Political attitudes toward Syria
In 2012, as evidence of war crimes committed by the Syrian government against its own people were exposed, leaders inside and outside the Arab Middle East began to imagine a future Syria without Syrian President Bashar Al-Assad. Then U.S. President Barack Obama said that Assad’s “days are numbered,” which became common thinking in subsequent years as the violence continued.
Dubai’s ruler, Mohammed Bin Rashid Al-Maktoum, expressed sentiments in 2014 that aligned with many political leaders at the time: there will never be business as usual with Syria so long as Bashar Al-Assad is in power.
However, as the violence slowed down and Syria’s allies propped up the government, states began to abandon the idea of a Syria without Al-Assad in power. Throughout 2021, Arab countries including the UAE, Bahrain, and Jordan have all reopened embassies in the Syrian capital of Damascus.
The U.S. has remained steadfast in warning its allies against engaging with Syria, using the threat of sanctions as a potential punishment for actors that engage with the country in a way that would go against U.S. interests. They have set an example by sanctioning several Gulf companies in recent years because of their contribution towards Syria’s reconstruction. In 2019, the UAE Minister of Culture withdrew millions of USD intended for reconstruction projects in Aleppo because the structures involved were linked to the Syrian government, opening up the possibility of U.S. sanctions.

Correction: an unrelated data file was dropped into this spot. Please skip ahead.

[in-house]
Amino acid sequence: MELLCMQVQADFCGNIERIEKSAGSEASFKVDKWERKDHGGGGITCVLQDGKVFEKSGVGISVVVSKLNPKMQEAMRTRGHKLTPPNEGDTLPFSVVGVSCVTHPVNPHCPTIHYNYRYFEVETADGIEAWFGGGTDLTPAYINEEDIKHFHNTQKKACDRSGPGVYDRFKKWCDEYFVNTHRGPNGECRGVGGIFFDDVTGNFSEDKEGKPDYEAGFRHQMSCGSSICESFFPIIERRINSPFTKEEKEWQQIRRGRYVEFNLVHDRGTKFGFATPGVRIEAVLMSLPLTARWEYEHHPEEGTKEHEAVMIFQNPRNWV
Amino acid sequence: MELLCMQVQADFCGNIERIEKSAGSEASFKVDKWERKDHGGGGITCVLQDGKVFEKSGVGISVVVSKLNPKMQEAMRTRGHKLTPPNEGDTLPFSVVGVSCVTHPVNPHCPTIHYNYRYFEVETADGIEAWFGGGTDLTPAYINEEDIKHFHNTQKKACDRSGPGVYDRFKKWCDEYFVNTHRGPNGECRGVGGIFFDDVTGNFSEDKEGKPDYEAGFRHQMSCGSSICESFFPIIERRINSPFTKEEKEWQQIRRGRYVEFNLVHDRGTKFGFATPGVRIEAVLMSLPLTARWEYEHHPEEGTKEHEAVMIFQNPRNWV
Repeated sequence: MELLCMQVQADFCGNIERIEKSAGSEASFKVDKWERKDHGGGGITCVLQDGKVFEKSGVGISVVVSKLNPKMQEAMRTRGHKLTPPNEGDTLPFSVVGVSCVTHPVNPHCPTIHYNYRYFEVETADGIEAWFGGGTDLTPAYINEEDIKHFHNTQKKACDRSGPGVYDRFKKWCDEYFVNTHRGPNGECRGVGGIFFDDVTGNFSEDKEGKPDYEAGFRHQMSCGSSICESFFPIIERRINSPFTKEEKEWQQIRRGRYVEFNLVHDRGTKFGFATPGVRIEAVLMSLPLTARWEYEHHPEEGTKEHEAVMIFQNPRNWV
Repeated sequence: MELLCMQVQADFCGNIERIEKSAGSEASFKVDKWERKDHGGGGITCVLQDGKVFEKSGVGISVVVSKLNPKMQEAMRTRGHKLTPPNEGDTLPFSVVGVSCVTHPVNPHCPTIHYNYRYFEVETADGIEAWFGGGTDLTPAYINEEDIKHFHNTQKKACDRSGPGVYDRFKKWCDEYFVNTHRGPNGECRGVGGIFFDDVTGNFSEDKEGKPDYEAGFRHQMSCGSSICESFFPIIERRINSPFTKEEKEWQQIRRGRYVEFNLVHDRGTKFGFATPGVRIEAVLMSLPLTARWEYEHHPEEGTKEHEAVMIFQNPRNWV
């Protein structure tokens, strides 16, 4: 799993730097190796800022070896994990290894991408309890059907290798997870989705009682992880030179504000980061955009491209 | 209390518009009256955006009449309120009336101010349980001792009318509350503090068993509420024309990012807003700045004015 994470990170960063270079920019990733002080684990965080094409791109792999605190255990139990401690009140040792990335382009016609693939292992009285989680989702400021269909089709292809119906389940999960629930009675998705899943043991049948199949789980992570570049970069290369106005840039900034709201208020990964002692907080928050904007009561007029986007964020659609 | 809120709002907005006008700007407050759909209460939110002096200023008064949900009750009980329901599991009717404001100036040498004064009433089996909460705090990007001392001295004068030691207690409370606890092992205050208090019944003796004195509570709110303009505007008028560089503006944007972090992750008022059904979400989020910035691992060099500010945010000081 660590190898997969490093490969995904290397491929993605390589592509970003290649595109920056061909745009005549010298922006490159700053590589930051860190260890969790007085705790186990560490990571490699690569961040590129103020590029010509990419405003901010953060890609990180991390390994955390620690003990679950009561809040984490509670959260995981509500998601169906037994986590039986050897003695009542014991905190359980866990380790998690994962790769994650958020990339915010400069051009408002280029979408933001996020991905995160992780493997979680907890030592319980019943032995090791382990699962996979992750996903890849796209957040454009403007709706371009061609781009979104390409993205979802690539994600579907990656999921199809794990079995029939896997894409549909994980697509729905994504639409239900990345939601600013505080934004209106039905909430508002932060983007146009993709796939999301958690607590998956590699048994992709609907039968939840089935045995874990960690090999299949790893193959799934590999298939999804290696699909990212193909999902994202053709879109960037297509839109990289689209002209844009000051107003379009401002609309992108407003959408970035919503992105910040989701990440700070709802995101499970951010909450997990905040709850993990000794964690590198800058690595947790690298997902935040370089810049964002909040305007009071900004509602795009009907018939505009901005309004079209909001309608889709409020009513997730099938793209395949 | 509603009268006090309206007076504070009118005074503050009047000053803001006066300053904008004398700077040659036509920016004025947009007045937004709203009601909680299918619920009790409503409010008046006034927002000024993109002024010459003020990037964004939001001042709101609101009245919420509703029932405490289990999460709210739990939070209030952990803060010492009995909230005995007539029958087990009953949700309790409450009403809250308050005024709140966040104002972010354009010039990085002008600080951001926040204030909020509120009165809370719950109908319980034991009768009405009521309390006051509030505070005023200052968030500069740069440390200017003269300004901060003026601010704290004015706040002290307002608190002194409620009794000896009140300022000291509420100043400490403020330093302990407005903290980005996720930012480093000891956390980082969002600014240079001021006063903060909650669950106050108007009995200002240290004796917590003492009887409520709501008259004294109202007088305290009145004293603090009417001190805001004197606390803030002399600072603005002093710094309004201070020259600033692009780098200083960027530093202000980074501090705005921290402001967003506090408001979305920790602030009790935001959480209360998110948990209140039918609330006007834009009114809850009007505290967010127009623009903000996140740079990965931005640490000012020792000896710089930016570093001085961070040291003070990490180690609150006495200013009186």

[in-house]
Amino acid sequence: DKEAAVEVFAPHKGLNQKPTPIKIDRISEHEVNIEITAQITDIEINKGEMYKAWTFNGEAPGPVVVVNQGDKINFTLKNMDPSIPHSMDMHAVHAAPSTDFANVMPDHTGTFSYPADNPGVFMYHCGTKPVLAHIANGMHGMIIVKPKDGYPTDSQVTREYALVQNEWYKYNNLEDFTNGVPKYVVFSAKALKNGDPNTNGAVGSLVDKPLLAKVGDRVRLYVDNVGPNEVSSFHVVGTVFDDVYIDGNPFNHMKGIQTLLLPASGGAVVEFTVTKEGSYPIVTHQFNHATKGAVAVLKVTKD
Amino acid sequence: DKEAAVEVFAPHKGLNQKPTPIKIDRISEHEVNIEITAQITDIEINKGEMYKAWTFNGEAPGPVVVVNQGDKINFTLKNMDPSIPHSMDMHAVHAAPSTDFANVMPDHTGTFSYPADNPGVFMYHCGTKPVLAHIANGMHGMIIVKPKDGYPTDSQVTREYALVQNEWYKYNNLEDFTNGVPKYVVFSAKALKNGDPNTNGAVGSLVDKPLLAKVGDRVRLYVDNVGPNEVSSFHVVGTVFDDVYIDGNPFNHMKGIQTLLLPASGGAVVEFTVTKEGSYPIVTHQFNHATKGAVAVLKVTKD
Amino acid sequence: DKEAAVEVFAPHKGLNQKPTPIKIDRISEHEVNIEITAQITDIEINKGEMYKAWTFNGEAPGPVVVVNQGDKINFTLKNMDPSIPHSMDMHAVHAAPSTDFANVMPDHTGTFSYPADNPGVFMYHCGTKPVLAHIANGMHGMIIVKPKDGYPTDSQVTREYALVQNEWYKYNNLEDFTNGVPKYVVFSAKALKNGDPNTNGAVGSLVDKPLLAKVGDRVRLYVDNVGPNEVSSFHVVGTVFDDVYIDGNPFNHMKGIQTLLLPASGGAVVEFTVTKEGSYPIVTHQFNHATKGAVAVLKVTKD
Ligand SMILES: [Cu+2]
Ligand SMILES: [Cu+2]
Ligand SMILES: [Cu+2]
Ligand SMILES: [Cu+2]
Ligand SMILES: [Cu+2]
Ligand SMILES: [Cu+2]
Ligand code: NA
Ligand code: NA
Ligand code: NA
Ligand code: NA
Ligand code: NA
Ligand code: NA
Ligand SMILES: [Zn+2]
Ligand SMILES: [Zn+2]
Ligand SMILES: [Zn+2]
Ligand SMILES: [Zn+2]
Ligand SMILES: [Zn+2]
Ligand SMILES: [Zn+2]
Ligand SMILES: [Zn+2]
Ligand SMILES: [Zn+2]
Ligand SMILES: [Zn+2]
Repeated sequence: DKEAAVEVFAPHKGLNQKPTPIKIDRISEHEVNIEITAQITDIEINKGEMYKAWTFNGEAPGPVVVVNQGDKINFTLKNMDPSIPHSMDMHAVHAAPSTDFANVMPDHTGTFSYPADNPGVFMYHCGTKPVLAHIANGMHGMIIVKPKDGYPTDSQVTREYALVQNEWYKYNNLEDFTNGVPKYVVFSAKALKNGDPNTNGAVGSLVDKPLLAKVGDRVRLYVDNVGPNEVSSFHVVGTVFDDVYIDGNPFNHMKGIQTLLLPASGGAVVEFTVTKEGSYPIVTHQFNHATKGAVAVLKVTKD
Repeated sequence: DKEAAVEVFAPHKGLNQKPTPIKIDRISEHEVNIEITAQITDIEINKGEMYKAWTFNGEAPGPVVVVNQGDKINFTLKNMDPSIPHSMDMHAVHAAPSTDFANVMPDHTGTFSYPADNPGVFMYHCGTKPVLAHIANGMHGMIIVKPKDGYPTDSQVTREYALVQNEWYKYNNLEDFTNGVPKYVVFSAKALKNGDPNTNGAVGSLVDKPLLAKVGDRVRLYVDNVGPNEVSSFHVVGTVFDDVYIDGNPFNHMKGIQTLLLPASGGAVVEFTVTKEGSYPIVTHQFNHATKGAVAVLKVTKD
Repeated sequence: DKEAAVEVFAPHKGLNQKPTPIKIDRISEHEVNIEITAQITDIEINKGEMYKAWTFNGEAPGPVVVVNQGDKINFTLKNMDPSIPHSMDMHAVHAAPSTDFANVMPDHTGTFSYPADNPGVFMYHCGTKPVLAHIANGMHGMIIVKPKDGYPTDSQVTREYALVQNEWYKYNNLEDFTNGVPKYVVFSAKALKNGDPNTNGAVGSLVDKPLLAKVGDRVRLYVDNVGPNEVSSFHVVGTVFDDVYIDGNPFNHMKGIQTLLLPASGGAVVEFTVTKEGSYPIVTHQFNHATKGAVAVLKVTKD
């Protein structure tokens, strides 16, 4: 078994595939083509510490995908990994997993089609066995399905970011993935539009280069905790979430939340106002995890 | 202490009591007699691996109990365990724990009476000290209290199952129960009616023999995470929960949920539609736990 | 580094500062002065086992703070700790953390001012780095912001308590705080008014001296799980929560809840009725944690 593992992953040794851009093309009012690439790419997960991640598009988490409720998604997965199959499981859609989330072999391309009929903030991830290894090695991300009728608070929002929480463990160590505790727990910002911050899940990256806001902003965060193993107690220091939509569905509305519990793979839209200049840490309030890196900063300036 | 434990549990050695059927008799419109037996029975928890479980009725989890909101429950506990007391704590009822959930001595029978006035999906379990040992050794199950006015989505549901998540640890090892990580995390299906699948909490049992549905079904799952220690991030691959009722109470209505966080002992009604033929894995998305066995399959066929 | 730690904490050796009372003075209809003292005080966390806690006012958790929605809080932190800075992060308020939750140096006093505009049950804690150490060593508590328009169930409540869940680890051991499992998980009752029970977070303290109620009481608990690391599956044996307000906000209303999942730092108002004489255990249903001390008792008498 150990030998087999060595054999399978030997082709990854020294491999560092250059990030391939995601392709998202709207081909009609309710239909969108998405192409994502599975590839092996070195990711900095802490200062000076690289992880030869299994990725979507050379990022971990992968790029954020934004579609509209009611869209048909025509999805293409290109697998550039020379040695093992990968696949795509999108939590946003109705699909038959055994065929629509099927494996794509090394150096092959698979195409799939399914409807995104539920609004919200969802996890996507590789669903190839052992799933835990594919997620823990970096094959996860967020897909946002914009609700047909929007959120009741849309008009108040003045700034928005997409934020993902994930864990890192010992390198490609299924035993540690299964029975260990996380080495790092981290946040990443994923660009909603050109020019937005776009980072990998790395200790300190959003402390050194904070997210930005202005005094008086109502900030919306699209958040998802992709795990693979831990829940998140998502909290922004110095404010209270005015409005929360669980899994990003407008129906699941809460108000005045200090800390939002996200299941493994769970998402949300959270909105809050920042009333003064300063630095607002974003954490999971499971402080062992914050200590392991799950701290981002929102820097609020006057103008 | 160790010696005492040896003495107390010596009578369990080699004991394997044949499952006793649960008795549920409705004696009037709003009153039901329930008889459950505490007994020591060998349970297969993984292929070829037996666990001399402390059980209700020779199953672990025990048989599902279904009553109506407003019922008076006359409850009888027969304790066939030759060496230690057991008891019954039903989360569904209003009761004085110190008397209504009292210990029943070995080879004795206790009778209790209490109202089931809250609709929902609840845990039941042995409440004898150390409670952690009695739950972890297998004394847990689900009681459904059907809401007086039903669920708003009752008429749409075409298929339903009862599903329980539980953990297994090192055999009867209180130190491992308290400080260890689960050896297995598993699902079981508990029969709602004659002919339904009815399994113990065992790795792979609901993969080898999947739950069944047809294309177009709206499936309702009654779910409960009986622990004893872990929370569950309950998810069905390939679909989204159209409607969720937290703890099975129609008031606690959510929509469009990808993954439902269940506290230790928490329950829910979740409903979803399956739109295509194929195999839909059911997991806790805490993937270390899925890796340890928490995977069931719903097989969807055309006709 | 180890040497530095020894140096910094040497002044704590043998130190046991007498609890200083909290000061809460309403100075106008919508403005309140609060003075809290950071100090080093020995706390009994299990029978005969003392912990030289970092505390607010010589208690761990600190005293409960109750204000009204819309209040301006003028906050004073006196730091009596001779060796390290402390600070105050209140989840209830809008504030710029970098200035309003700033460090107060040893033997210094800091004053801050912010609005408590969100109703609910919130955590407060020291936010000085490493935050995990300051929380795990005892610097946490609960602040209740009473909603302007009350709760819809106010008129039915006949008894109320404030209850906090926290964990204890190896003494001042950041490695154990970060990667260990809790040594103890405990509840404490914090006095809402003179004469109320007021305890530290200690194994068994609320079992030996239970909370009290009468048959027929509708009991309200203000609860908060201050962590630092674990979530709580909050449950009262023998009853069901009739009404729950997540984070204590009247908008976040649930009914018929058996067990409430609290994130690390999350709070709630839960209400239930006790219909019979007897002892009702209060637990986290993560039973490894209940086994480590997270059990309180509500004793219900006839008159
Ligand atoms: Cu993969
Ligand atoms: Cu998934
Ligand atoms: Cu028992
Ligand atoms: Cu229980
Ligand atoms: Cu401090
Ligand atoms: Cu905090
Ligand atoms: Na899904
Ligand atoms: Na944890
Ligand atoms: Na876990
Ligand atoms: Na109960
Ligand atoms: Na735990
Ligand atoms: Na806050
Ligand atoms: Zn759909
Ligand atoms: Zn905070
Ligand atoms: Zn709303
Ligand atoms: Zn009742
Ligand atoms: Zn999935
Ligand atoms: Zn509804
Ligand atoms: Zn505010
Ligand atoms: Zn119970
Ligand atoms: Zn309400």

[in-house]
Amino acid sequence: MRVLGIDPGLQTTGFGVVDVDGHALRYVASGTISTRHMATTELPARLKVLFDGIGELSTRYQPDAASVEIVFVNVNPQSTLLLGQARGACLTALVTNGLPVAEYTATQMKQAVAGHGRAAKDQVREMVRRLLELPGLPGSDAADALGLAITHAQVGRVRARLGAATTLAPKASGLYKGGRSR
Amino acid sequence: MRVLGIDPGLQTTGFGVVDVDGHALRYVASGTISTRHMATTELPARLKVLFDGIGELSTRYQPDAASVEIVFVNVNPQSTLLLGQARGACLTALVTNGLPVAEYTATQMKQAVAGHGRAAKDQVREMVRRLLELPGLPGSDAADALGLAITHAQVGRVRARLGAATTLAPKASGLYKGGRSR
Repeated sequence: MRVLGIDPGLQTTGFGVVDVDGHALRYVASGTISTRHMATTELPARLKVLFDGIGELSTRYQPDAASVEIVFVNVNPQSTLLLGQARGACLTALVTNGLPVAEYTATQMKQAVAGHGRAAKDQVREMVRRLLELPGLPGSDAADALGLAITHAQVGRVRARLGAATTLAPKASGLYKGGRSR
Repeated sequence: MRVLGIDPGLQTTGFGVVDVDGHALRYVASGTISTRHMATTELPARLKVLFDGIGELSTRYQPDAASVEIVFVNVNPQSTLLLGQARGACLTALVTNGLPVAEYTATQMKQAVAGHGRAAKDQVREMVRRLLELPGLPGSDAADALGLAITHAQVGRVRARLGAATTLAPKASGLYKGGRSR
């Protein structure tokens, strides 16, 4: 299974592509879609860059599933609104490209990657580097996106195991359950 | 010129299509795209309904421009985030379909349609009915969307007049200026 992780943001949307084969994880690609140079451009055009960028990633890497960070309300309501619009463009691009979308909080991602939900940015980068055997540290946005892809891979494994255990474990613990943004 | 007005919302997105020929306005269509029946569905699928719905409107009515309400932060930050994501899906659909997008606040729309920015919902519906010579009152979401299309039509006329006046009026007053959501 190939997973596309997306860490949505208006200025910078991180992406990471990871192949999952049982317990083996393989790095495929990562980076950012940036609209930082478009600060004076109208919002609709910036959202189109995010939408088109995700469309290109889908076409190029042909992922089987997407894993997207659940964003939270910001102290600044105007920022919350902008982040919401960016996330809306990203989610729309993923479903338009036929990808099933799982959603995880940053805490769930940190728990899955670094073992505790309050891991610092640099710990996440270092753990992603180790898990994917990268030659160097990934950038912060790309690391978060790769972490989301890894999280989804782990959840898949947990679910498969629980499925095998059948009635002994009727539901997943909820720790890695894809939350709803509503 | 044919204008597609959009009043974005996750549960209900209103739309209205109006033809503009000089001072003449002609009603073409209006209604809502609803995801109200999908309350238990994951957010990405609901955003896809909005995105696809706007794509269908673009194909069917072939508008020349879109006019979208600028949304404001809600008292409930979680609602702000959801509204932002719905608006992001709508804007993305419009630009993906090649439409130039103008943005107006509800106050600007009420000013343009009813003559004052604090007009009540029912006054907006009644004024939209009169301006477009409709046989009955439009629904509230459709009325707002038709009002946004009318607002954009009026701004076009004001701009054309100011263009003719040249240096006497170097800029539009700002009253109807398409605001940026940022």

In June 2020, the U.S. Special Representative to Syria, James Jeffrey, said “in terms of economic activities that either somebody in the UAE or somebody in another country does that meets the criteria of these sanctions or legislation, they are a potential sanctions target.” A person or company could become a target for U.S. sanctions even if they indirectly or unknowingly circumvent U.S. sanctions laws, which are comprehensive and provide few exceptions.
Heightened risk for U.S. investors
But what should U.S. companies look for when seeking to mitigate risk exposure with regards to Syria?
The top-level OFAC guidance specifies the following prohibitions when it comes to Syria:
- New investment in Syria by a U.S. person, wherever located
- The direct or indirect exportation, re-exportation, sale, or supply of any services to Syria from the United States or by a U.S. person, wherever located
- The importation into the United States of petroleum or petroleum products of Syrian origin
- Any transaction or dealing by a U.S. person, wherever located, in or related to petroleum or petroleum products of Syrian origin
- Any approval, financing, facilitation, or guarantee by a U.S. person, wherever located, of a transaction by a foreign person where the transaction by that foreign person would be prohibited if performed by a U.S. person or within the United States.
The final point is particularly important as it pertains to Syria. Myriad general holding, investment, and construction companies based in U.S.-allied countries, such as Kuwait, Jordan, Lebanon, and the UAE, are actively doing business in Syria, which would clearly be a violation of U.S. sanctions if conducted by a U.S. national, either directly or indirectly.